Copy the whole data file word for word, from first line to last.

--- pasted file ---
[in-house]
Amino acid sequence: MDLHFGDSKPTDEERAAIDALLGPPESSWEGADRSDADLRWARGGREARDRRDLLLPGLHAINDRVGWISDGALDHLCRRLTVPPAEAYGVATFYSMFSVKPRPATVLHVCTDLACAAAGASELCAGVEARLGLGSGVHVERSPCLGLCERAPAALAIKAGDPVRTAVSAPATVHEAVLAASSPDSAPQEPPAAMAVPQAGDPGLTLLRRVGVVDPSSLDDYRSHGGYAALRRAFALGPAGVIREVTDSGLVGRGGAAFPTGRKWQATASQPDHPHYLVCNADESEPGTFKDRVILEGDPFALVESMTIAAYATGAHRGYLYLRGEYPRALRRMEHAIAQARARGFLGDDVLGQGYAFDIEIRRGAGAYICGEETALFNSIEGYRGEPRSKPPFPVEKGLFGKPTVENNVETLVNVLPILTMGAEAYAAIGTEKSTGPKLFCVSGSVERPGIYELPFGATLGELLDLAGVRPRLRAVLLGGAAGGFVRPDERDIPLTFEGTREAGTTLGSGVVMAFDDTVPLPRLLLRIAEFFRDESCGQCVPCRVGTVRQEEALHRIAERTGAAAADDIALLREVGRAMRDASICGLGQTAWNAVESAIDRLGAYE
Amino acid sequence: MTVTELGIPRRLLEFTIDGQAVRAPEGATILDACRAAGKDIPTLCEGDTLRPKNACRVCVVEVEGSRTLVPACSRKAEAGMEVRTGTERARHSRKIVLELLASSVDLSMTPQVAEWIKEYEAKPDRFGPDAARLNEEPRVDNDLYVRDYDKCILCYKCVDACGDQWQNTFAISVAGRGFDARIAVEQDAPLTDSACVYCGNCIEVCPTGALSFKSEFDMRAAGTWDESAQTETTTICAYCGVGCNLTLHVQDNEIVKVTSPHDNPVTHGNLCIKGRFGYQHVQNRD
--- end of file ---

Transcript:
[in-house]
Amino acid sequence: MDLHFGDSKPTDEERAAIDALLGPPESSWEGADRSDADLRWARGGREARDRRDLLLPGLHAINDRVGWISDGALDHLCRRLTVPPAEAYGVATFYSMFSVKPRPATVLHVCTDLACAAAGASELCAGVEARLGLGSGVHVERSPCLGLCERAPAALAIKAGDPVRTAVSAPATVHEAVLAASSPDSAPQEPPAAMAVPQAGDPGLTLLRRVGVVDPSSLDDYRSHGGYAALRRAFALGPAGVIREVTDSGLVGRGGAAFPTGRKWQATASQPDHPHYLVCNADESEPGTFKDRVILEGDPFALVESMTIAAYATGAHRGYLYLRGEYPRALRRMEHAIAQARARGFLGDDVLGQGYAFDIEIRRGAGAYICGEETALFNSIEGYRGEPRSKPPFPVEKGLFGKPTVENNVETLVNVLPILTMGAEAYAAIGTEKSTGPKLFCVSGSVERPGIYELPFGATLGELLDLAGVRPRLRAVLLGGAAGGFVRPDERDIPLTFEGTREAGTTLGSGVVMAFDDTVPLPRLLLRIAEFFRDESCGQCVPCRVGTVRQEEALHRIAERTGAAAADDIALLREVGRAMRDASICGLGQTAWNAVESAIDRLGAYE
Amino acid sequence: MTVTELGIPRRLLEFTIDGQAVRAPEGATILDACRAAGKDIPTLCEGDTLRPKNACRVCVVEVEGSRTLVPACSRKAEAGMEVRTGTERARHSRKIVLELLASSVDLSMTPQVAEWIKEYEAKPDRFGPDAARLNEEPRVDNDLYVRDYDKCILCYKCVDACGDQWQNTFAISVAGRGFDARIAVEQDAPLTDSACVYCGNCIEVCPTGALSFKSEFDMRAAGTWDESAQTETTTICAYCGVGCNLTLHVQDNEIVKVTSPHDNPVTHGNLCIKGRFGYQHVQNRD